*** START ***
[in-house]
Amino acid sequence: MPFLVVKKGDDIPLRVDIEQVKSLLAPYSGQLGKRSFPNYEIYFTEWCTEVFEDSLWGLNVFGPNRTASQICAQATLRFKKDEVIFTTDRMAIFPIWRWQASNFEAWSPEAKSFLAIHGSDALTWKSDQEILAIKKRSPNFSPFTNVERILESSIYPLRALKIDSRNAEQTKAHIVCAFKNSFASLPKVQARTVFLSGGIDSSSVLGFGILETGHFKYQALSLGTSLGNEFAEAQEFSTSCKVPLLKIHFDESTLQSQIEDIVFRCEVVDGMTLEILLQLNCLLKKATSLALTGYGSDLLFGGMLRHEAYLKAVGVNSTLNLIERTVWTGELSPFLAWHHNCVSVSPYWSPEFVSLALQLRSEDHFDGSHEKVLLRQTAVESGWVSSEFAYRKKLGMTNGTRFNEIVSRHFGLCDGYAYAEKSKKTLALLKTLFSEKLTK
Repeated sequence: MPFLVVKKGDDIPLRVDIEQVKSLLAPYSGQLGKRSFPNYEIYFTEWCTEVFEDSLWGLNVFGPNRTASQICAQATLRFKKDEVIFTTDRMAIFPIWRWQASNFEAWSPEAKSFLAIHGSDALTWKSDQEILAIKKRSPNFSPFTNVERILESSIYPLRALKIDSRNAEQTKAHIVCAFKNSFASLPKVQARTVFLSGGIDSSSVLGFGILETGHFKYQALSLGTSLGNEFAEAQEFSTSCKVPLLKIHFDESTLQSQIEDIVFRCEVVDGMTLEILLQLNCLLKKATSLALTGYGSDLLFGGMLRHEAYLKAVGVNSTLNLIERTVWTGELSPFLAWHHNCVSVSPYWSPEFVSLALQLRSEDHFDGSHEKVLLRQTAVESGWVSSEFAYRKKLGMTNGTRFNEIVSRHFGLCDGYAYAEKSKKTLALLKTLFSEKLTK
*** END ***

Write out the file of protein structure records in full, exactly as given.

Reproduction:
[in-house]
Amino acid sequence: MPFLVVKKGDDIPLRVDIEQVKSLLAPYSGQLGKRSFPNYEIYFTEWCTEVFEDSLWGLNVFGPNRTASQICAQATLRFKKDEVIFTTDRMAIFPIWRWQASNFEAWSPEAKSFLAIHGSDALTWKSDQEILAIKKRSPNFSPFTNVERILESSIYPLRALKIDSRNAEQTKAHIVCAFKNSFASLPKVQARTVFLSGGIDSSSVLGFGILETGHFKYQALSLGTSLGNEFAEAQEFSTSCKVPLLKIHFDESTLQSQIEDIVFRCEVVDGMTLEILLQLNCLLKKATSLALTGYGSDLLFGGMLRHEAYLKAVGVNSTLNLIERTVWTGELSPFLAWHHNCVSVSPYWSPEFVSLALQLRSEDHFDGSHEKVLLRQTAVESGWVSSEFAYRKKLGMTNGTRFNEIVSRHFGLCDGYAYAEKSKKTLALLKTLFSEKLTK
Repeated sequence: MPFLVVKKGDDIPLRVDIEQVKSLLAPYSGQLGKRSFPNYEIYFTEWCTEVFEDSLWGLNVFGPNRTASQICAQATLRFKKDEVIFTTDRMAIFPIWRWQASNFEAWSPEAKSFLAIHGSDALTWKSDQEILAIKKRSPNFSPFTNVERILESSIYPLRALKIDSRNAEQTKAHIVCAFKNSFASLPKVQARTVFLSGGIDSSSVLGFGILETGHFKYQALSLGTSLGNEFAEAQEFSTSCKVPLLKIHFDESTLQSQIEDIVFRCEVVDGMTLEILLQLNCLLKKATSLALTGYGSDLLFGGMLRHEAYLKAVGVNSTLNLIERTVWTGELSPFLAWHHNCVSVSPYWSPEFVSLALQLRSEDHFDGSHEKVLLRQTAVESGWVSSEFAYRKKLGMTNGTRFNEIVSRHFGLCDGYAYAEKSKKTLALLKTLFSEKLTK